Labyrinth City: Pierre the Maze Detective

That’s not the only thing in Labyrinth City: Pierre the Maze Detective that you won’t find in the books either. There’s a number of additional collectables and challenges. In every level there are 3 stars, 4 chests and pages from Mr X’s note book hidden around each level. The stars and chest are hidden in plain sight, often situated down those dead ends as a kind of reward for going the wrong way. The stars don’t really do much other than act as a collectable but the chests unlock collectable keepsakes from each level which are presented in a trophy gallery from the main menu. The Mr X note book pages are the real test here though. These can be hidden in anything. Behind window shutters, in car trunks, in a mail box, inside a bin – any interactive aspect of the world could potentially contain a page from the note book.

A large amount of the game worlds in Labyrinth City: Pierre the Maze Detective are interactive too. Whether it’s talking to characters lining the maze paths or messing with inanimate objects, this gives the game a real living feeling. Where ever an icon pops up, an interaction can take place. Opening windows and doors to see what’s behind them. Getting a sentence out of a character, some of which are quite humorous. Setting off events in the world that do nothing mechanically meaningful other than to make the game visually appealing, like setting off fireworks. All of this helps build a real sense of exploration as you progress through.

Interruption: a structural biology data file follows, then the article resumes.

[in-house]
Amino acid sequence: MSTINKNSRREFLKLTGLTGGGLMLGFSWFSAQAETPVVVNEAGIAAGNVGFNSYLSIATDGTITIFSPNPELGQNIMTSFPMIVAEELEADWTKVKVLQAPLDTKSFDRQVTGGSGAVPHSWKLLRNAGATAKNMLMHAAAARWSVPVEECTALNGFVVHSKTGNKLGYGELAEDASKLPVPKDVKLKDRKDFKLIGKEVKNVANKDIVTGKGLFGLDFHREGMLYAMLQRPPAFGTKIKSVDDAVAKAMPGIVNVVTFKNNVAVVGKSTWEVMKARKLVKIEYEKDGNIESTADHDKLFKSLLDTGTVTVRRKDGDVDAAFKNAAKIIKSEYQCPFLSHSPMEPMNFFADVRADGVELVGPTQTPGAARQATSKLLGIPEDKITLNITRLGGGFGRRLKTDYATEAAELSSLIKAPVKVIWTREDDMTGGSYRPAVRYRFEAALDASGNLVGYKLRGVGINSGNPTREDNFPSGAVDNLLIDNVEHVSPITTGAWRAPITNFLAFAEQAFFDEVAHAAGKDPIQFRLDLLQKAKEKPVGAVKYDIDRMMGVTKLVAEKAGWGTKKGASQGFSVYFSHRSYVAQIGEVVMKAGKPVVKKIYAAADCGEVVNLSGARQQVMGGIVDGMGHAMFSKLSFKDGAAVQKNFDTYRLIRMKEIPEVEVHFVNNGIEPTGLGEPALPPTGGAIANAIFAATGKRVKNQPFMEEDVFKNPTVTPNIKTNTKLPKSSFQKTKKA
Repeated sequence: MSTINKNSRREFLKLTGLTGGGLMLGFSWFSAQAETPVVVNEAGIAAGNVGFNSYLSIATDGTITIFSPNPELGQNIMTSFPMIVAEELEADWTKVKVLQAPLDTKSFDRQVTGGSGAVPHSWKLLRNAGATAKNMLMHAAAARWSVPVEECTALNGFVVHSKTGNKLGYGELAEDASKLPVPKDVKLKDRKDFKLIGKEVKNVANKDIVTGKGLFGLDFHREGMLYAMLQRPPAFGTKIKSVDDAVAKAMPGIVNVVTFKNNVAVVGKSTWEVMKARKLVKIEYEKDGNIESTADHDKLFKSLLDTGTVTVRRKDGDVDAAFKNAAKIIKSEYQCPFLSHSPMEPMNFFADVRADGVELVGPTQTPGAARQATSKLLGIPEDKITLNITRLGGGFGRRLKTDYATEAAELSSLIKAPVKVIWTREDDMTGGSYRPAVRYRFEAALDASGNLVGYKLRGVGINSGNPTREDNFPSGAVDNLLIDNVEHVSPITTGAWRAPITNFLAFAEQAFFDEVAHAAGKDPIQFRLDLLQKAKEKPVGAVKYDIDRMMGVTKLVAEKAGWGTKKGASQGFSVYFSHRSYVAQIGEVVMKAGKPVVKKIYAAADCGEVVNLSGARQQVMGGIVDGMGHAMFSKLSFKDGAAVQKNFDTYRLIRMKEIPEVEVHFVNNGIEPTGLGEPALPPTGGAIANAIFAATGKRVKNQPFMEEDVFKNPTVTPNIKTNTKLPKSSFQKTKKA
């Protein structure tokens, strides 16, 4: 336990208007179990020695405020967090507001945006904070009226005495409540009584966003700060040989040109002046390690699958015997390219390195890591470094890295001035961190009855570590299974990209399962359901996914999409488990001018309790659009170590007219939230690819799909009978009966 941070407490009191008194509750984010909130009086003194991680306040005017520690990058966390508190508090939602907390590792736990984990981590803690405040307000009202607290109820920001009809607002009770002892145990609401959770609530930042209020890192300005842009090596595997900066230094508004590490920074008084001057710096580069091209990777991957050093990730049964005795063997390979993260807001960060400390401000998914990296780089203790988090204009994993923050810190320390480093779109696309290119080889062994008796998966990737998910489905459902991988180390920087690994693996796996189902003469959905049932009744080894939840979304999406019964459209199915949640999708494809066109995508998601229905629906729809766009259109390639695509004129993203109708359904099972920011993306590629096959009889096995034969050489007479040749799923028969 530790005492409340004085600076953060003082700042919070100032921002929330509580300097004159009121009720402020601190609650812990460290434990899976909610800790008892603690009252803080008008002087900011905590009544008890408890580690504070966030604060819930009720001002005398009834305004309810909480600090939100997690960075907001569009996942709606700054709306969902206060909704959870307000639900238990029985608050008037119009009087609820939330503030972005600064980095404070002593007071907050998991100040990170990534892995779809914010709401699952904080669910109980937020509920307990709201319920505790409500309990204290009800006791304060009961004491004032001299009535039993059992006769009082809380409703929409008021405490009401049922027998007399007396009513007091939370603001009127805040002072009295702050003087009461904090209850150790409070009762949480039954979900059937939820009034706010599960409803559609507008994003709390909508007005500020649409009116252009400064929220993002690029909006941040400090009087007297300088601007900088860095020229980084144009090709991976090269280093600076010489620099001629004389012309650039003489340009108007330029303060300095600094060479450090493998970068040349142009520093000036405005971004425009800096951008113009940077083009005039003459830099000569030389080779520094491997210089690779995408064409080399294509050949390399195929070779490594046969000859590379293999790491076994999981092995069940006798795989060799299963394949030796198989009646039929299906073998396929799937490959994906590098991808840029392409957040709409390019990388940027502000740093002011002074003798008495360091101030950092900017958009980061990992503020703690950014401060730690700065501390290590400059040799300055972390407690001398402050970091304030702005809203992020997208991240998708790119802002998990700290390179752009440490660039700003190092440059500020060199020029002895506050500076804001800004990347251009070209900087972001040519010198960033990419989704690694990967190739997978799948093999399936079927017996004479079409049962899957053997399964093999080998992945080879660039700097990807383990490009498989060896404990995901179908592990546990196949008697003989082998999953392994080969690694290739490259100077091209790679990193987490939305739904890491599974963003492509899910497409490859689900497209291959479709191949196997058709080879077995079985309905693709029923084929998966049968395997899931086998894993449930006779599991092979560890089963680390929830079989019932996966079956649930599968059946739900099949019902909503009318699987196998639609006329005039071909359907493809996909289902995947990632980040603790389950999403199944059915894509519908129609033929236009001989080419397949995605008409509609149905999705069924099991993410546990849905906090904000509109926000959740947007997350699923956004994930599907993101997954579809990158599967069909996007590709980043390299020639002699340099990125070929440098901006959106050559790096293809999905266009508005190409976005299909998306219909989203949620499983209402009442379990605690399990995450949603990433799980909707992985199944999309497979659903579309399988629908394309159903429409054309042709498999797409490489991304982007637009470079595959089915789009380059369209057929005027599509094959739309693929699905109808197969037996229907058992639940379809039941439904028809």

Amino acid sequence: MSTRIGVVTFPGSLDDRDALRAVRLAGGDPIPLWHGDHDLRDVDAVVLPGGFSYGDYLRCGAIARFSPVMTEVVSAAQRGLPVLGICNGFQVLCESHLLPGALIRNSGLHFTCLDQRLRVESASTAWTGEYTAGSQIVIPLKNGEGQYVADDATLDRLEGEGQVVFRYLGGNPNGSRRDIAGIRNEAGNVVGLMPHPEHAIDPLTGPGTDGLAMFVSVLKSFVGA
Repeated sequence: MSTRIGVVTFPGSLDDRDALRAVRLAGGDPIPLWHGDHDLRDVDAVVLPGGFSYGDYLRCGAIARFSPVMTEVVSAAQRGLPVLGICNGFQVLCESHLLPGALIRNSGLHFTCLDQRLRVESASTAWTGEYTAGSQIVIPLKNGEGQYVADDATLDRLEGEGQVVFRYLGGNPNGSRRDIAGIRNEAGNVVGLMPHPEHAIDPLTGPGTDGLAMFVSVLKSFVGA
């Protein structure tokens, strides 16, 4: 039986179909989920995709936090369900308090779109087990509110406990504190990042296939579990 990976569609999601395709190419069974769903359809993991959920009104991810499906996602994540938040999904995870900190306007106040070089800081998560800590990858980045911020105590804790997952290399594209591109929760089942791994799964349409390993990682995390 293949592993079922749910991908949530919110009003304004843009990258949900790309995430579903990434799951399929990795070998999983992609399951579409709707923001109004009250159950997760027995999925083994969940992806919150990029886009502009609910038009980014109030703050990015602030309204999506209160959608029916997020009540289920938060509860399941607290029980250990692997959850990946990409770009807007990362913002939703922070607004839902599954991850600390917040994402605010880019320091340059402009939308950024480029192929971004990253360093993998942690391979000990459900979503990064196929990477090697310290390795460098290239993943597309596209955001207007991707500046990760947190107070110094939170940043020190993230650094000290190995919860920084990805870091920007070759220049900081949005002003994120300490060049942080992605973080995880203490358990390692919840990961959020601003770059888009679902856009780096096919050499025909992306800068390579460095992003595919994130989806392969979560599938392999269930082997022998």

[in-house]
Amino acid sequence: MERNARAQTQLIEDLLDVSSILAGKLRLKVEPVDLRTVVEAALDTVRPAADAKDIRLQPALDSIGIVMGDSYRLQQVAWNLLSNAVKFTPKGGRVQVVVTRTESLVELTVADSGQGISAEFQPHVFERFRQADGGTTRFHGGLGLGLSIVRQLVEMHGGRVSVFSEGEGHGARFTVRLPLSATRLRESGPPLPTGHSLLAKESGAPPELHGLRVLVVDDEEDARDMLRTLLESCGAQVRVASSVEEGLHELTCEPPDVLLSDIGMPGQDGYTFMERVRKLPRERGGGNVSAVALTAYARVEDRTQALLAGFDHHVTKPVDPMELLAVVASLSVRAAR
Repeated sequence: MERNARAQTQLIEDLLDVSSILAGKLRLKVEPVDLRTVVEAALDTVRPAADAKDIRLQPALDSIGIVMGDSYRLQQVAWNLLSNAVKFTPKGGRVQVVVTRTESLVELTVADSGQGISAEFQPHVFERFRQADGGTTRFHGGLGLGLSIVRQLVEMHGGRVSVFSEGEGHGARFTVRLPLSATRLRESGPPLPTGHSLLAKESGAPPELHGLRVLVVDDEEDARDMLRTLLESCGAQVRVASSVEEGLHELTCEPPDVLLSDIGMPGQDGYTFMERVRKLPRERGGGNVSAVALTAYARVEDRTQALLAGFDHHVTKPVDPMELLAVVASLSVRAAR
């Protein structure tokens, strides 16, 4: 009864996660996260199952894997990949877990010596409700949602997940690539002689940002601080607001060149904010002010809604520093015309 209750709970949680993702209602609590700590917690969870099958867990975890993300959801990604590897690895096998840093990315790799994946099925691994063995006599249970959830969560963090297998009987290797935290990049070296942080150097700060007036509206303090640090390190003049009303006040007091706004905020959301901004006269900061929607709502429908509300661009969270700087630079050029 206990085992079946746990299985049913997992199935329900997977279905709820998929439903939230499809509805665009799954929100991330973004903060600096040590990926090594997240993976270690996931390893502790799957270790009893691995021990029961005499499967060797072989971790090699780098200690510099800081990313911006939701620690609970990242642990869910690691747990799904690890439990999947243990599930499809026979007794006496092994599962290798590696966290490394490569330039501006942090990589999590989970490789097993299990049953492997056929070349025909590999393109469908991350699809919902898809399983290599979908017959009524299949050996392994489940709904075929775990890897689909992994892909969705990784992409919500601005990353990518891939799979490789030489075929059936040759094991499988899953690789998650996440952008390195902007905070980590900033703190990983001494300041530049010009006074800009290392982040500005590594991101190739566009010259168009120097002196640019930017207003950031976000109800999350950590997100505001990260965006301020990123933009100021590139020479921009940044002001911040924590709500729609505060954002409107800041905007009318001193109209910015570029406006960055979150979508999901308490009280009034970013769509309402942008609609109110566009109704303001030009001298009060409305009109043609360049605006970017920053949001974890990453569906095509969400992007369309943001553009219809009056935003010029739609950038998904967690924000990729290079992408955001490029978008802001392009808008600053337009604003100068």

Labyrinth City: Pierre the Maze Detective

Each level in Labyrinth City: Pierre the Maze Detective also has an optional puzzle. These are simplistic, like memory puzzles or that cup game where you have to keep an eye on the one that contains the prize. While these aren’t exactly complex, they’re a nice additional extra that my kids enjoyed.

To top off the experience, Labyrinth City: Pierre the Maze Detective has a really excellent soundtrack and some decent sound effects. The music accompanies the theme of each level to boost its atmosphere. It’s a very well put together soundtrack that manages to complement the art style, the game play and the character of the level.

Labyrinth City: Pierre the Maze Detective is a niche title. Walking around mazes, as interactive and as pretty as they are here, won’t entertain everyone. My eldest didn’t get through the first maze world of the game before wanting to play something else. My other kids adored the game and all 3 of the boys have completed it. I think it’s fair to say that this game won’t be for everyone but if you like the Pierre books, you’ll like – and maybe love – Labyrinth City.

A gorgeous virtual recreation of The Search for the Stolen Maze Stone, this game is damn near essential for fans of the Pierre the Maze Detective book series. It won’t be for everyone, but it brings some stunning artwork to life and adapts the concept of the book into an enjoyable game.

Labyrinth City: Pierre the Maze Detective is available now on PC (review platform), Nintendo Switch iOS and Android mobile platforms.

Developer: Darjeeling
Publisher: Pixmain

Disclaimer: In order to complete this review, we were provided with a promotional copy of the game. For our full review policy, please go here.